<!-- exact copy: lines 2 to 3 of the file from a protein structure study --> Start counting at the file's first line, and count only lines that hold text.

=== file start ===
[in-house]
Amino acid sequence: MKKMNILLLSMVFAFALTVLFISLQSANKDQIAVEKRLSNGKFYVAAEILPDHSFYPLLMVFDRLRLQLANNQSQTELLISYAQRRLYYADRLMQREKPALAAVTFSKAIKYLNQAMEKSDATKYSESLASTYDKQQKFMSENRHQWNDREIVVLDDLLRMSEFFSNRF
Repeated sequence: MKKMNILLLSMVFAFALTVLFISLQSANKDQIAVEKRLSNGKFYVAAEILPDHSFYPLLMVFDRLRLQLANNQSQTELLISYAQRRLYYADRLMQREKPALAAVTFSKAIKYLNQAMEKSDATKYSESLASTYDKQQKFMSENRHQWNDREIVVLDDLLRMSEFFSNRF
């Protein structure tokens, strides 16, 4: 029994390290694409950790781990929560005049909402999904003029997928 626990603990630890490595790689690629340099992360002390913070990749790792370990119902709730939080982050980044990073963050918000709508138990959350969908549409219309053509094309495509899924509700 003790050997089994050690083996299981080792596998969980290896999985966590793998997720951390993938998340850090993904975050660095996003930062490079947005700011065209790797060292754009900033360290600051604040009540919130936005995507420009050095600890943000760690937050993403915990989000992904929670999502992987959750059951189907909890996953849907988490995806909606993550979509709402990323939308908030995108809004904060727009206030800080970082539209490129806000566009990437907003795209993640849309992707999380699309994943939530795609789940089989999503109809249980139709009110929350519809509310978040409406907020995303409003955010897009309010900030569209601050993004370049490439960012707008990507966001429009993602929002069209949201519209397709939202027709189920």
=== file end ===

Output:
Amino acid sequence: MKKMNILLLSMVFAFALTVLFISLQSANKDQIAVEKRLSNGKFYVAAEILPDHSFYPLLMVFDRLRLQLANNQSQTELLISYAQRRLYYADRLMQREKPALAAVTFSKAIKYLNQAMEKSDATKYSESLASTYDKQQKFMSENRHQWNDREIVVLDDLLRMSEFFSNRF
Repeated sequence: MKKMNILLLSMVFAFALTVLFISLQSANKDQIAVEKRLSNGKFYVAAEILPDHSFYPLLMVFDRLRLQLANNQSQTELLISYAQRRLYYADRLMQREKPALAAVTFSKAIKYLNQAMEKSDATKYSESLASTYDKQQKFMSENRHQWNDREIVVLDDLLRMSEFFSNRF